Broadchurch TV Review
I must be one of the few people in the country who thinks 2013’s Broadchurch didn’t live up to the immense hype surrounding it.
Chris Chibnall’s mystery drama, starring David Tennant and Olivia Colman, seemed to be the talk of everyone that year. The show was almost universally praised for it’s gripping plot, interesting and multi-layered characters and superb performances. It even walked away with a few BAFTAs under its belt, including a best actress award for Colman.
When I finally got round to watching it, I expected to be utterly blown away. After all, I love a good mystery drama. When done well, they can make for really powerful television, creating a story that twists and turns before shocking you with an ending that makes perfect sense when watched back. However, Broadchurch, for me, didn’t really deliver.
While I agree that some aspects of series one were superb, overall I found it… just okay – not the brilliant, groundbreaking show I was promised, but still entertaining enough to be worth watching. Admittedly, the performances from Colman and David Bradley, in particular, were absolutely stunning. Bradley really stole the show with his heartbreaking portrayal of Jack Marshall. But as a whole piece of television, it was far from perfect.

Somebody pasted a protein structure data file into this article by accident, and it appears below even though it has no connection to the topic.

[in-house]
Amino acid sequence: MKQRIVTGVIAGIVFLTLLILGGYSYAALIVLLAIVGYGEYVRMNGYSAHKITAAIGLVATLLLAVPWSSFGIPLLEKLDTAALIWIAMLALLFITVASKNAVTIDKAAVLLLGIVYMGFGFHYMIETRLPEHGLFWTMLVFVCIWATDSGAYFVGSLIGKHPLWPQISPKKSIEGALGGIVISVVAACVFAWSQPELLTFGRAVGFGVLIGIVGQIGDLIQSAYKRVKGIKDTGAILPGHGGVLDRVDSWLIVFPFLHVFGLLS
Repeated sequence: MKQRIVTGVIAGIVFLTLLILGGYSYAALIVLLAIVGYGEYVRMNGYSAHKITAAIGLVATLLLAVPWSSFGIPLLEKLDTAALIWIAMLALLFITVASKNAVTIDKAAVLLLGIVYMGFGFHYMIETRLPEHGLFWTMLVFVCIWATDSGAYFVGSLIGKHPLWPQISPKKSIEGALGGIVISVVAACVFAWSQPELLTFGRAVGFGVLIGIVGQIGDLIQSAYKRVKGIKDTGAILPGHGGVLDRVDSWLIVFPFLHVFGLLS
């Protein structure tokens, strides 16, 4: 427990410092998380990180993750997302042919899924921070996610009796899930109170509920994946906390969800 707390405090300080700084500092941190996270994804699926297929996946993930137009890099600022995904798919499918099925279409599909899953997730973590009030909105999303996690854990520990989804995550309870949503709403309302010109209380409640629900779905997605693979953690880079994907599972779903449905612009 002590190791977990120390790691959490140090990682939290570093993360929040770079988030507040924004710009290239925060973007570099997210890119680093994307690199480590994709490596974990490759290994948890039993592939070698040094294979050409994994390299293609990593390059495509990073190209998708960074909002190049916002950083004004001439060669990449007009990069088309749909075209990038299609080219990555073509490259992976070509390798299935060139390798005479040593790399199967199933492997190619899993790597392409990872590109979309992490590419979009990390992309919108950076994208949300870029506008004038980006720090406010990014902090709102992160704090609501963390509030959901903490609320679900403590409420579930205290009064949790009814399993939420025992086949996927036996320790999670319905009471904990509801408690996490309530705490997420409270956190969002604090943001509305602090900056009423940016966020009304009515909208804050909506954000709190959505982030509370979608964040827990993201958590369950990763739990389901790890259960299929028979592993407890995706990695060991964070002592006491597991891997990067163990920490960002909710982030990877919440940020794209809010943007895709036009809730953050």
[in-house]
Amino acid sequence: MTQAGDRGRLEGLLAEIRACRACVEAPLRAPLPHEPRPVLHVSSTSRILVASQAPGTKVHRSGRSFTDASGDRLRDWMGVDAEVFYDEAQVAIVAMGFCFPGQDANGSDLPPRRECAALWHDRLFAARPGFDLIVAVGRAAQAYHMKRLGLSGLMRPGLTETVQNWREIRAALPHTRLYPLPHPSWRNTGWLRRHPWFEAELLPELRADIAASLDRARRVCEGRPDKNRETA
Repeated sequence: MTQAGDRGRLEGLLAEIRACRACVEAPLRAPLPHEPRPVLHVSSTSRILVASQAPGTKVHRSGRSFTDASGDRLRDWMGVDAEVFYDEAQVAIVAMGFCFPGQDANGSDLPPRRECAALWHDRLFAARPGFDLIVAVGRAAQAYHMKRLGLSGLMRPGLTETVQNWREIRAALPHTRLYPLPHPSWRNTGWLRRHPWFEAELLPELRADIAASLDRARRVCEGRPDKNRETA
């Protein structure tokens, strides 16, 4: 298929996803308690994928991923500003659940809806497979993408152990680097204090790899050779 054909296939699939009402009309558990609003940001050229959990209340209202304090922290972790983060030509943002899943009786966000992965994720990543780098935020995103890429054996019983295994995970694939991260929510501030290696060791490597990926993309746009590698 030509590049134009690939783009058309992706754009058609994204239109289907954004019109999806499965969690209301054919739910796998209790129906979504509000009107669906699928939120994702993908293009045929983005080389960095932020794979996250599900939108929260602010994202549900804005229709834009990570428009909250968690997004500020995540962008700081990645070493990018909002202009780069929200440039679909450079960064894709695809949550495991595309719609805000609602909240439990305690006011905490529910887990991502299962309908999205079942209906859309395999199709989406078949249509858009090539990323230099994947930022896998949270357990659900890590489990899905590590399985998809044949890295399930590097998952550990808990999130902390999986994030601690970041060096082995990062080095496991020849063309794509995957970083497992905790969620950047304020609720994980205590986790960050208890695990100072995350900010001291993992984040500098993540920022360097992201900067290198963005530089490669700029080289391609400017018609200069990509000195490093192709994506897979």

The problems, for me, lay with the actual story. The series dragged on way too long, and I started to lose interest by the final episode. When the identity of 11-year-old Danny Latimer’s (Oskar McNamara) killer was finally revealed to be DS Ellie Miller’s (Olivia Colman) husband, Joe (Matthew Gravelle), it really did seem to come out of nowhere. It was as though Chris Chibnall had decided that the culprit had to be Joe, but simply had no idea what would actually motivate him to do it.